Many of you already know this, but in case you did not, your credit score is used by many insurance companies as a criterion in setting your car insurance rates. The lower your credit score (the worse your credit is), the higher your car insurance premium.
This almost doesn’t seem fair does it? No, but, it’s not inconsistent with other ways that insurance companies use to determine the rate you pay for car insurance. Insurance companies conduct research into many aspects of human behavior and how these potentially impact a person’s driving record.
As a result of this research, the vast majority of companies have determined that a person with poor credit=a person more likely to be a bad driver. Thus, higher rates for those with poor credit. But poor credit doesn’t just affect your car insurance rates. It affects homeowner’s policies and other kinds of personal insurance lines as well.
What is Underwriting?
The process of determining an insurance rate is called underwriting. It examines a person’s characteristics (age, marital status, etc.) and potential risks (miles driven) to determine an insurance rate.
In its simplest terms underwriting works like this: The greater the risk the company thinks you present, the more you will pay for insurance.
Credit scores is one of the factors a company will use in determining the rate. But there are other factors.
Other factors impacting your car insurance rates
• Where you live – Insurance companies have data that shows the accident and claim rate is higher in some zip codes than in others
• Type of vehicle – Sports cars and even 2-door cars cost more to insure. Insurance companies believe that sports car drivers are more likely to speed and take chances driving; thus having more accidents.
• Personal characteristics such as age, marital status and gender all impact rates. New drivers pay higher rates than experienced ones, men generally pay more than women because they have more accidents and married people pay less than single people because again the research shows that single people have more claims than married people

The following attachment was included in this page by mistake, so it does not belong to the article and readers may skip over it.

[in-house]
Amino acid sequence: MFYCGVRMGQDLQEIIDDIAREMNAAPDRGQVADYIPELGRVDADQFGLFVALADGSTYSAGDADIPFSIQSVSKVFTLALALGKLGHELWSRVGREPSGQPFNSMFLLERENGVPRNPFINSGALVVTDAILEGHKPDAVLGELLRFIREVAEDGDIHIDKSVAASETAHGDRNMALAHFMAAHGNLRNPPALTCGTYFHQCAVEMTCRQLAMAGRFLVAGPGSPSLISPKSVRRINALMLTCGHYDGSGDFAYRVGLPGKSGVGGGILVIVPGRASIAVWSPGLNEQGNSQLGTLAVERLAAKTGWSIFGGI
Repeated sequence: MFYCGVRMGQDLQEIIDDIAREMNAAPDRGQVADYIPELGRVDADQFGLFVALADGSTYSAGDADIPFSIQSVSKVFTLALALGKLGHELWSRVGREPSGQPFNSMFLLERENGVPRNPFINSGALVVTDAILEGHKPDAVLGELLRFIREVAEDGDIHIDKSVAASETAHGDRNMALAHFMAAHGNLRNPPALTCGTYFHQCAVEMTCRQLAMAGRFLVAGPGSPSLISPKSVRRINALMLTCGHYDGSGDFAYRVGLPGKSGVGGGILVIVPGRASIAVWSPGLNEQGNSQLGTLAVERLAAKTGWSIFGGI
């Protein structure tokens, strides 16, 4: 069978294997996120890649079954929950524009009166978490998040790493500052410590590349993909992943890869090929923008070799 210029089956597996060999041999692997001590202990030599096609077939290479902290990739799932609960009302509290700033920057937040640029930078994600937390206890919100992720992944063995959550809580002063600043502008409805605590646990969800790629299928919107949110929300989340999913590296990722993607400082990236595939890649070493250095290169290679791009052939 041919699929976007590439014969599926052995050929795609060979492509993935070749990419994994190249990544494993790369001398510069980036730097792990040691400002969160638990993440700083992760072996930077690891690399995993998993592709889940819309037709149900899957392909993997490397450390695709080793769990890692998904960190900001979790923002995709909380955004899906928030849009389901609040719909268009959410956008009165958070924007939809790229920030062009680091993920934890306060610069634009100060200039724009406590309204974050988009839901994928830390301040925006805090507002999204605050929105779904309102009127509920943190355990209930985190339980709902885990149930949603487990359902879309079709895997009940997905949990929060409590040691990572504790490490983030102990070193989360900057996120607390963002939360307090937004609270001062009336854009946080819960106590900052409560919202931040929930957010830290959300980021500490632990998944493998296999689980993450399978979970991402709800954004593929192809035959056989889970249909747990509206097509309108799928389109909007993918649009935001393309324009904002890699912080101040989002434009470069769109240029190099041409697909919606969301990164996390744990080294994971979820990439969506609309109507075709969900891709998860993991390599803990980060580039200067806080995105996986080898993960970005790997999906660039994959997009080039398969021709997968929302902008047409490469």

• Use of vehicle – If you use your vehicle for work, your rates will be higher; the more miles you drive the higher your rates will be; the number of drivers on the policy will also impact the rate.
Underwriting factors that LOWER your rates
• Alarm/Security system – LowJack lowers your rates more than other types of security systems, but even a factory installed alarm system will result in a lower rate.
• Good student discounts – The threshold is generally a “B” average or higher, but if you, or if you’re are a parent, your child, achieves “good student” grades, then you will receive a discount
• Safety course graduates – Drivers who have completed a safety course will generally receive a discount
• Auto features – anti-lock brakes, air bags and smaller engine size will all help to reduce your car insurance rates
New technology/New research
The nature of research used by insurance companies continues to evolve. Recently insurance companies have begun using technology to conduct research into a driver’s actual driving habits. Most famously, Progressive Insurance makes use of a plug-in tool to record how many times a driver brakes and how hard; the number of miles he/she drives and more. They report that the technology has helped to lower rates more often than increase them.
Insurance companies use a wealth of research and personal information to determine rates for insurance of all kinds. After all, they’re in the business of insuring risks. That’s their job. It is to be expected that insurance companies will continue to gather data in almost any way possible in their efforts to define good insurance risks and bad ones.
It is worth noting that on the issue of credit scores, some states are fighting back. Many states have acted to ban the practice. Massachusetts and Hawaii have banned the practice, but other states including Iowa, Michigan, Maryland and New York are exploring the possibility.